Strahan Looks To Break The Mold:

From the New York Daily News:

His co-star calls him “a natural,” but soon-to-be sitcom star Michael Strahan says no one should expect Shakespeare from him – yet.

“I understand it’s a hard transition,” the former Giants sack king said. “Obviously, my coming from the sports world, we knew we weren’t going to do ‘Othello.'”

Strahan is gearing up to begin production next week on 13 episodes of the Fox show “Brothers,” which debuts Sept. 18.

His character is a faded football player, but he’s hoping that viewers see beyond the NFL career that made him a household name.

“One of the biggest things you fight with this show is everyone saying: ‘Oh, he’s just an athlete, he should stay an athlete,'” he told the Daily News.

“Well, I’m not an athlete anymore. I refuse to even dribble a basketball at this point, unless it’s on the show.”

Strahan, 37, helped create the half-hour comedy after an agent teamed him with co-star Daryl (Chill) Mitchell, whose credits include “The John Larroquette Show.”

“We wanted to do something we could both be believable in, where we could show our chemistry and crack jokes on each other about my being a washed-up NFL player with a gap in my teeth,” Strahan said. (A sample zinger: “You know what you should do with your two front teeth? Introduce them.”)

“Everybody Hates Chris” writer Don Reo penned a script about combative brothers – one a broke footballer, the other a struggling restaurateur in a wheelchair – forced to live with their meddling parents in Houston.

Fox ordered a pilot in March. Then came the hard part – acting.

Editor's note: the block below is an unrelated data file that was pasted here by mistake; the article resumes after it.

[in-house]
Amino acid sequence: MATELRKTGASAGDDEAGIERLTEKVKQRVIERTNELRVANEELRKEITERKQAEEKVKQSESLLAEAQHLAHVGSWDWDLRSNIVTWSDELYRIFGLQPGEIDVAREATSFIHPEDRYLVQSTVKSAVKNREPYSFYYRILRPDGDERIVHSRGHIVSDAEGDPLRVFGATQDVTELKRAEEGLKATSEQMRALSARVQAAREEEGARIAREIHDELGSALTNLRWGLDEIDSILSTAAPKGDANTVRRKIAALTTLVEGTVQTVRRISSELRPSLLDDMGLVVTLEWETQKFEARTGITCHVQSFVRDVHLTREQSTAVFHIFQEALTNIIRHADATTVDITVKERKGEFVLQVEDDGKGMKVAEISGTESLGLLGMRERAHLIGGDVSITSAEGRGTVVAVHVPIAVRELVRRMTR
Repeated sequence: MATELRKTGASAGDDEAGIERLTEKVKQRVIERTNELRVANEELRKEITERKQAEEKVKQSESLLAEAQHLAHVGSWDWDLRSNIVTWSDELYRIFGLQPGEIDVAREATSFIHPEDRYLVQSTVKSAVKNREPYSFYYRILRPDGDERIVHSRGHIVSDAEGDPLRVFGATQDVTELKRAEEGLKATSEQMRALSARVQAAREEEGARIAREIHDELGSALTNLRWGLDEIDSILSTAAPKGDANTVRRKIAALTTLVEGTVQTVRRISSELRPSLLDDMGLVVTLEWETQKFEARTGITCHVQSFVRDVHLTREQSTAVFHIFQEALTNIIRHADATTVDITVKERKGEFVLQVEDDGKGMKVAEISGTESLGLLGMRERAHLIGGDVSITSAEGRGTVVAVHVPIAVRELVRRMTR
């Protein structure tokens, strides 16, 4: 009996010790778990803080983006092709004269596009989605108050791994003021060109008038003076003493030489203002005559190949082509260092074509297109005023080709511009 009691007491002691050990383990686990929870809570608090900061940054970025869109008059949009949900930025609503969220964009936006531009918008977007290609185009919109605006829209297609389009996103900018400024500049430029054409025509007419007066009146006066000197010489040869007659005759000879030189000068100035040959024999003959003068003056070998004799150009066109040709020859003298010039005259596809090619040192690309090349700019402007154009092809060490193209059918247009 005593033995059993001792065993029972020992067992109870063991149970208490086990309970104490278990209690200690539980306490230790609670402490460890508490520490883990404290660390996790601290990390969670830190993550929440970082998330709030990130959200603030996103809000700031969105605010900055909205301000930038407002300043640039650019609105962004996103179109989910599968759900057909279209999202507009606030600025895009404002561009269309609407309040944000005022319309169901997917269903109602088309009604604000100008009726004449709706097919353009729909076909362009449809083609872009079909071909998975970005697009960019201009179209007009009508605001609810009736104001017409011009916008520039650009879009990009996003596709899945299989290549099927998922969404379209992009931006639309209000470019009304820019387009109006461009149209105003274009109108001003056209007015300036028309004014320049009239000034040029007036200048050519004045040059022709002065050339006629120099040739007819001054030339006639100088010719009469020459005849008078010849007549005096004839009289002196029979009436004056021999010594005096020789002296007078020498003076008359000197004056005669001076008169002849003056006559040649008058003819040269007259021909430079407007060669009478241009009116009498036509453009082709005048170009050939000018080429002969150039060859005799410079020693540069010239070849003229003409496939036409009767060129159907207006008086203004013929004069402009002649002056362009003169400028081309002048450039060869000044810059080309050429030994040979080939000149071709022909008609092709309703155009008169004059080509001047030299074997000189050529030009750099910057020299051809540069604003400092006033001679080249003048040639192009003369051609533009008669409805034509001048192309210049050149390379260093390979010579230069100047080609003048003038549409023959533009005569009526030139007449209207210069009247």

“I’ve never done any real acting in my life,” Strahan laughed, admitting that his first reading with the cast was a disaster.

“I’ll never forget it. I was like, ‘A-n-d … t-h-e…,'” he said, mimicking a robot voice.

“I went home and Nicole said, ‘What the hell are you doing?'” he said, referring to fiancée Nicole Murphy, actor Eddie Murphy’s ex.

“She gave me a nice little lesson and would read with me and help me through it.”

Mitchell said he remembered how bad the reading was – but was able to see past it.

“One thing about him, he doesn’t have that fear of being vulnerable. He surprised the hell out of me. He turned out to be a natural,” Mitchell said.

“And if you don’t remember your line, ask Mike.”

He called Strahan a comedic “gladiator,” crediting him with laugh-getters like demanding Mitchell’s character to put “baseball cards in the spokes” of his wheelchair so he couldn’t sneak up on people.

Strahan said he learned to banter in the locker rooms and from three older brothers who used to call him BOB, an acronym for “booty on back” because of his chubbiness.

Even though he’s the marquee name, he doesn’t feel pressure to carry the series with veteran castmates like CCH Pounder from “The Shield” and Carl Weathers, who played Apollo Creed in the “Rocky” movies.

“And I’m used to criticism and the challenges of being the lead dog,” he said. “I embrace that. Who wants to be the guy who always sits in the background? Nobody.”

Not that he hasn’t set his sights as high as a goalpost.

“I want people to say: ‘Oh that guy played football? I thought he was an actor.'”


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